Diet and Nutrition: The Effect of Tomatoes on Prostate Cancer

Categories: Winter 2020

Eating a healthy diet rich in fruits and vegetables has many benefits on overall health, and some research has shown that men who eat well have lower risks of developing diseases such as cancer. Research continues to explore if—and how—eating certain foods, such as tomatoes, can reduce the chances of developing prostate cancer.

TomatoesLycopene, an antioxidant

Tomatoes contain lycopene, a natural antioxidant that protects against cell damage. Damaged cells that mutate and multiply turn into tumors. Lycopene is also anti-inflammatory. These two characteristics of lycopene led researchers to hypothesize that eating tomatoes could protect against prostate cancer.

For example, a recent study of nearly 28,000 men found that eating canned and cooked tomatoes five or more times a week was associated with a 28% lower risk of developing prostate cancer, when compared to men who never ate tomatoes. Cooked tomatoes, such as in tomato paste, sauce, or canned tomatoes, contain a form of lycopene that is easier for the body to use.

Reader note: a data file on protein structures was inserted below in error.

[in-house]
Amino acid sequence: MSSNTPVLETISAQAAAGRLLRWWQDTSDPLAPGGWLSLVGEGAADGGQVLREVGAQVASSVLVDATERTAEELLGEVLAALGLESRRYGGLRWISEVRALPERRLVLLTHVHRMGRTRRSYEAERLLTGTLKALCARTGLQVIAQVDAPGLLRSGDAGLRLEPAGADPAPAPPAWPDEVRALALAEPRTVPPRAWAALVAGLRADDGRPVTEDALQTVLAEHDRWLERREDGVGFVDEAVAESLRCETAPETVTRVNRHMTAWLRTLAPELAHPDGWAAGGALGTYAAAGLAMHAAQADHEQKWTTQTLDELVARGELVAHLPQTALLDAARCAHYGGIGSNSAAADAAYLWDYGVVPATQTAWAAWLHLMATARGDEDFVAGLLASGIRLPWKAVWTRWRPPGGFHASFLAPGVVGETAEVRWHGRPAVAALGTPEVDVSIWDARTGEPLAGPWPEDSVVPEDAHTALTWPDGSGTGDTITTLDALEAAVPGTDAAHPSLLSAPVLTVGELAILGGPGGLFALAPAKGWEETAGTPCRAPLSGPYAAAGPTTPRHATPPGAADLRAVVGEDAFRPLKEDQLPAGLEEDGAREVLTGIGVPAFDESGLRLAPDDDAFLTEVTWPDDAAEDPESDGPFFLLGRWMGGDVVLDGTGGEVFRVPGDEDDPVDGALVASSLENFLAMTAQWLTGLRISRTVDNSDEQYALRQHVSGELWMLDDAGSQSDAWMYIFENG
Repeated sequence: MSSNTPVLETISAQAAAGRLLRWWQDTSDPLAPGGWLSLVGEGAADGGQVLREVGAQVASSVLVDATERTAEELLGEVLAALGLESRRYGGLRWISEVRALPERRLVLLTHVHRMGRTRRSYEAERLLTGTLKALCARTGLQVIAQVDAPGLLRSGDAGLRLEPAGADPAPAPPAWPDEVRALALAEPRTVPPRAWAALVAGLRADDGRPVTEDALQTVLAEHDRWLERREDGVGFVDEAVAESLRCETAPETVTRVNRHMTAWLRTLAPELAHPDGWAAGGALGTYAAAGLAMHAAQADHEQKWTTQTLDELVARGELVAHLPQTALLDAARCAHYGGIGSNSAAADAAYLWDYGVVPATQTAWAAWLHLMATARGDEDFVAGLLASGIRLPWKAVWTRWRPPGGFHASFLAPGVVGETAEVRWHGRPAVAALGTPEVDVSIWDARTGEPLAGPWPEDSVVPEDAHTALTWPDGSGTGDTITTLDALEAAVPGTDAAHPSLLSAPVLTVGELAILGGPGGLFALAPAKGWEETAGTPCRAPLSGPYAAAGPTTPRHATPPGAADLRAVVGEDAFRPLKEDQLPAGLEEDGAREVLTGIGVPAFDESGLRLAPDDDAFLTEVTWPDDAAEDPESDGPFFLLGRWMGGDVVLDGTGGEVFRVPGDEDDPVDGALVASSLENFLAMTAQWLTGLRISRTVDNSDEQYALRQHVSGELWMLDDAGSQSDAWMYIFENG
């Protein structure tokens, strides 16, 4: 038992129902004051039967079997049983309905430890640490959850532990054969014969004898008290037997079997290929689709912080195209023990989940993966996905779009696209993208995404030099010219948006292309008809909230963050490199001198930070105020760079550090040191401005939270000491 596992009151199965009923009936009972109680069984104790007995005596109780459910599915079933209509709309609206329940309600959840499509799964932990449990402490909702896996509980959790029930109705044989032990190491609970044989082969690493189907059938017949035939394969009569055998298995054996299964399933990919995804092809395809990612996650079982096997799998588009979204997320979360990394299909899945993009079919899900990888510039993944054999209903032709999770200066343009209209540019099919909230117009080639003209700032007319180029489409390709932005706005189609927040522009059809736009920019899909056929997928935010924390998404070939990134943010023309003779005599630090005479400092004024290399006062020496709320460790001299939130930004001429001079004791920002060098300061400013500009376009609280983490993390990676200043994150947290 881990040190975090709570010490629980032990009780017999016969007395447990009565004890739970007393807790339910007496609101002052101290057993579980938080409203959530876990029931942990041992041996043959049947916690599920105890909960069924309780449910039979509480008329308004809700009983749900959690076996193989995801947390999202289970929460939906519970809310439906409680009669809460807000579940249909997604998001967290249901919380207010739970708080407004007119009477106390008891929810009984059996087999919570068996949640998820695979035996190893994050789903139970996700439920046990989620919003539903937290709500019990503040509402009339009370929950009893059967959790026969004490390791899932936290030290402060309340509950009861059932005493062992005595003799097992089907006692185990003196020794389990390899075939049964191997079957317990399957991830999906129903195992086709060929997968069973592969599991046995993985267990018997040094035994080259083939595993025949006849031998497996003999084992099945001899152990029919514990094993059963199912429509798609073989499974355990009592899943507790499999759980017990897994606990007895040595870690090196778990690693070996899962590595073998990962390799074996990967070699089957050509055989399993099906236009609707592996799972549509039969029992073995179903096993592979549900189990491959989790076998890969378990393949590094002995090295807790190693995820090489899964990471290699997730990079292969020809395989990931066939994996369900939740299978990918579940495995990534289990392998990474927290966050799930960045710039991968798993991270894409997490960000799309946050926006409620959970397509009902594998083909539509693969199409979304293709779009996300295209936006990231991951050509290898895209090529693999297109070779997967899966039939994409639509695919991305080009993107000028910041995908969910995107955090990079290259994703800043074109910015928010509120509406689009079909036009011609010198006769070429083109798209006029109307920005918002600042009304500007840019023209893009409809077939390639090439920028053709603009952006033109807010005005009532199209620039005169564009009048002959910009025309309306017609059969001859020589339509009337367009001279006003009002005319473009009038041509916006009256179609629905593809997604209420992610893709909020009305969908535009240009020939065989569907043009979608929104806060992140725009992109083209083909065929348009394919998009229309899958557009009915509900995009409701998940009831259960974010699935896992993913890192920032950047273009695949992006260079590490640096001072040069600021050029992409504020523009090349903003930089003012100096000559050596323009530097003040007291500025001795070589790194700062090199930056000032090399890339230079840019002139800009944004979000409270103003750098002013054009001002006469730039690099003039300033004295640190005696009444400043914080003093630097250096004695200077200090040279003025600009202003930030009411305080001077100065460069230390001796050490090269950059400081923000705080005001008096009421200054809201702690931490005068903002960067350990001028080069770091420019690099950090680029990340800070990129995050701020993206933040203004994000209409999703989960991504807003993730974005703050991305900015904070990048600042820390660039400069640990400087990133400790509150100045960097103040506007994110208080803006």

However, this study was observational. While previous observational research has found similar results, studies like this look for correlations, not a cause-and-effect relationship.

Lycopene’s effect on PSA

Another study looked at the effect of eating tomatoes on PSA levels in prostate cancer patients.

In this study, 79 men were randomly assigned to one of three groups. The first group ate tomato products every day. The second group ate tomato products and other antioxidant foods every day. The third group continued their normal diet.

After three weeks, the researchers compared the men’s PSA levels. Overall, the PSA values appeared to be the same among the three groups. However, when looking specifically at men with intermediate-risk prostate cancer, men who ate tomato products every day had significant decreases in their PSAs when compared to the men in the control group.

Also, lycopene levels seemed to have a beneficial impact on PSA levels. Patients who had the most lycopene in their bodies had a 1% decrease in their PSAs, while men with the lowest levels of lycopene had an 8.5% increase in their PSAs.

For more information search on the website for “lycopene.”

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